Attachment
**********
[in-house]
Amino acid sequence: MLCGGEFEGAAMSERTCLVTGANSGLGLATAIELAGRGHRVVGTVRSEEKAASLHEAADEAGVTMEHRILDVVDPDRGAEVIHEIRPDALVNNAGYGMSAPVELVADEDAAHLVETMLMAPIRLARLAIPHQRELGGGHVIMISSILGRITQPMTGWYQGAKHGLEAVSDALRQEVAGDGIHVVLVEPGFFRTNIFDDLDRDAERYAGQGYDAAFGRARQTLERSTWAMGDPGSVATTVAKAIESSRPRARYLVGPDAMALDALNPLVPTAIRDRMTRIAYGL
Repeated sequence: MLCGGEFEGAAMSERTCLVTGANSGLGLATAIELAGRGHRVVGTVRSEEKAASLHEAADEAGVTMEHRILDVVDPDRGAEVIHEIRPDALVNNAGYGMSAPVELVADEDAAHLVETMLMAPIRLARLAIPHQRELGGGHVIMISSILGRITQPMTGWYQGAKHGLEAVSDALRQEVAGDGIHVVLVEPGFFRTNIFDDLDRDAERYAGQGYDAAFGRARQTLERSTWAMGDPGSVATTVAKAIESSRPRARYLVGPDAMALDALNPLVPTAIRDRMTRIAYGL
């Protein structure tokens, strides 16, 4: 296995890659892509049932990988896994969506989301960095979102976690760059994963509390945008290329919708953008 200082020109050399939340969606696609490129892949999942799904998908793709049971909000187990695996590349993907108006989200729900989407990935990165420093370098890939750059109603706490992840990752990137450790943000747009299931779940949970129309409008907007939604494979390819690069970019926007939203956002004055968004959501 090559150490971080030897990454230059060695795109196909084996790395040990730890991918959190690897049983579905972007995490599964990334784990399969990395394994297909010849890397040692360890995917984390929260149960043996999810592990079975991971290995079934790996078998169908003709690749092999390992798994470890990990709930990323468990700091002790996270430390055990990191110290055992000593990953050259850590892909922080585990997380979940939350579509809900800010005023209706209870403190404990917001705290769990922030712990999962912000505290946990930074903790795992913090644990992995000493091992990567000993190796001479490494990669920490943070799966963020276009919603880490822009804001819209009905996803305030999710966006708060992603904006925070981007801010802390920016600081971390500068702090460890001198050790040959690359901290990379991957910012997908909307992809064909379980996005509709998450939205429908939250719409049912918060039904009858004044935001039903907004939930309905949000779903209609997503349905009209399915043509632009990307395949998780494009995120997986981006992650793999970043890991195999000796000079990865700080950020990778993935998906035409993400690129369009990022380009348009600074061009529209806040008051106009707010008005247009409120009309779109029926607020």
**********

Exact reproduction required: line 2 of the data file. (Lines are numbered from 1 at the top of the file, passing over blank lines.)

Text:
Amino acid sequence: MLCGGEFEGAAMSERTCLVTGANSGLGLATAIELAGRGHRVVGTVRSEEKAASLHEAADEAGVTMEHRILDVVDPDRGAEVIHEIRPDALVNNAGYGMSAPVELVADEDAAHLVETMLMAPIRLARLAIPHQRELGGGHVIMISSILGRITQPMTGWYQGAKHGLEAVSDALRQEVAGDGIHVVLVEPGFFRTNIFDDLDRDAERYAGQGYDAAFGRARQTLERSTWAMGDPGSVATTVAKAIESSRPRARYLVGPDAMALDALNPLVPTAIRDRMTRIAYGL